And suddenly, an epiphany dawned on Dennis Harlow. He left the hall unnoticed, first walking, then sprinting out the building, searching for his car—was it on the far-left row or the one before it? He found it eventually, and Mary in it, sobbing, like she did at every union. Dennis got in the car. He stroked her chin until she looked up, tears collected under her milky brown eyes, the same eyes that stole his love, the same eyes that cried when they first tried to insert.

    “Mary, give me your lock.”

    “What?” a started Mary asked. “Why?”

    Dennis did not answer, but Mary did as what was asked. Now came the moment of truth, where the space between lock and key slowly compressed, not a sound could be heard until… nothing. No click. A mismatch. Just like their first attempt. And the night before they eloped. And the day Cassidy was born. And when Dennis broke it off with Molly.

    Only this time, Dennis was ready for it. He opened the compartment and took out his welding hammer, the Harlow family heirloom. And he mashed at the key until it bent and warped and twisted. Until it no longer resembled its former shape. And then he gripped it and squeezed it into the lock until… click!

    “What do you think?” Dennis asked his wife with a light, boyish grin.

    Mary sniffled. “Works for me.”
     
    Last edited: Nov 11, 2016
  2. Well this is interesting.

    For a start, I love the concept of having a lock or key with you from birth to decide your partner. There are just so many intriguing concepts that can emerge from that - what if you're a man with a lock or a girl with a key? What if someone loses their lock or key? So yeah, I really like that.

    Next, I love all the major characters. Dennis and Mary's relationship is fleshed out and flawed, and Ron and Sally's relationship is visibly stormy and thus really interesting. I'm not usually one for more reality-focused fics such as this, but I did find all of these relationships really neat!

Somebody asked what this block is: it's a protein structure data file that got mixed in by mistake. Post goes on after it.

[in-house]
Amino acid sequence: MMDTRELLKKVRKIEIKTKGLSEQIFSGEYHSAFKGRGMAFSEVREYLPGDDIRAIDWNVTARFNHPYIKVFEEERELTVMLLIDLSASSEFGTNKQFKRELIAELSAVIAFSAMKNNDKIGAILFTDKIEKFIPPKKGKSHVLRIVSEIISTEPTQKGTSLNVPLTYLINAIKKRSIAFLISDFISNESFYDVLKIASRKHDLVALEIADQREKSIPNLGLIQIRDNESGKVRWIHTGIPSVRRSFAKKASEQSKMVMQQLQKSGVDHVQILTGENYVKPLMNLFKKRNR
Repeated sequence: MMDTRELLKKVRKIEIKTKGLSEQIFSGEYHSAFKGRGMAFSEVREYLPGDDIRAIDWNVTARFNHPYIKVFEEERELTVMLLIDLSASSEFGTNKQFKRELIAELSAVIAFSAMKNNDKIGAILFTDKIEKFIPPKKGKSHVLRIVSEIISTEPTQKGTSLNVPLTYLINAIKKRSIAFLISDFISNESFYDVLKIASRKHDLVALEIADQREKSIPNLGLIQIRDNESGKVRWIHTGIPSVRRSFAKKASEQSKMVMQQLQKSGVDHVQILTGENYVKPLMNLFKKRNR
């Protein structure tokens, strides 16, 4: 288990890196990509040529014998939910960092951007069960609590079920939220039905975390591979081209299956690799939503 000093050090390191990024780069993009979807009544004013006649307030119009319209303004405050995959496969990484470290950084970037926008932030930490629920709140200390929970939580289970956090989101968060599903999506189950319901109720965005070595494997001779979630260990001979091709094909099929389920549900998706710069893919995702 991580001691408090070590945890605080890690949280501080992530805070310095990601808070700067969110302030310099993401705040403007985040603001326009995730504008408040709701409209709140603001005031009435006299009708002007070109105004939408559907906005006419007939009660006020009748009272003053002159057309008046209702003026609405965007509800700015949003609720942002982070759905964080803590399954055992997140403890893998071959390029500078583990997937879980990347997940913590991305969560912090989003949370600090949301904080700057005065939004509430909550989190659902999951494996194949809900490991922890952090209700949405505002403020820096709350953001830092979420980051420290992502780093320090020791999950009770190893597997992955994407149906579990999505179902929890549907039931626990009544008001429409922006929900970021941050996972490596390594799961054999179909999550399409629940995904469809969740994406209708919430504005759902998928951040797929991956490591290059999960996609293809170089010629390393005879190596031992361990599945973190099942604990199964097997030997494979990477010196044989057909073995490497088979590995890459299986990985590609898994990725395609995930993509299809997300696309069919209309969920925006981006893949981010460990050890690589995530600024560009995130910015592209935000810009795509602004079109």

I also need to note that your writing style is pretty cool. Yep, that's all I've got to say on that.

    Overall, this is a short but sweet original story, and I like it!
     
  3. Negrek

    Negrek Lost but Seeking

    Long time, right? Not sure whether you'll return to see this at some point, but hopefully there's a chance.

    Had you maybe been reading some dystopian YA fiction before writing this one? ;) This is a neat twist on the traditional "soulmates" setup, focusing not on the start of a relationship between bonded people, but instead on how those relationships can break down, or even be restored, long after the initial meeting happens.

    I like the diversity of the characters you have here. Although we see all of them for a brief time, you do a good job of establishing what they're all about in a relatively short amount of time. In particular I think you do a good job with Ron. You do well not only in getting across the "obnoxious drunk" he was at the time, as well as the core of his personality when he isn't intoxicated. And make great use of him as a mouthpiece for exposition about your world without making it seem like an infodump--everything he's saying is infused with his cynicism and self-centered outlook on life.

    While I think you do a good job with the characters here, I think there might be a few too many for a story of this length. At the end I was having a little trouble keeping track of all the names, Sally vs Mary vs Molly and so on. There are really four characters that matter a lot here, those being Dennis, Mary, Molly, and Ron, and even that many is kind of a lot for such a short story. Unfortunately I don't have a lot of ideas for streamlining it; there's a lot going on here. Like, I would suggest cutting Dylan and his little sub-plot, but I can see how his disappointment with the mismatch ties in with Dennis' own mismatch and the reassurance Mary presumably wants him to give to his son. Most of the other characters do add something to the story, so... all I've got for you is it was hard for me to follow who was who at some points.

    I really liked the ending! I had kind of picked up on the idea that Dennis and Mary weren't actually soulmates, but I hadn't expected that resolution. A nice "aww" moment, and also a cool little message about commitment and choosing your own destiny in the face of what's "supposed" to be right for you.

    Anyway, I think this is quite a nice little story. Good character dynamics, good incorporation of exposition with narrative, nicely done on the theme and character arc. And I hope it netted you a good grade, too. ;)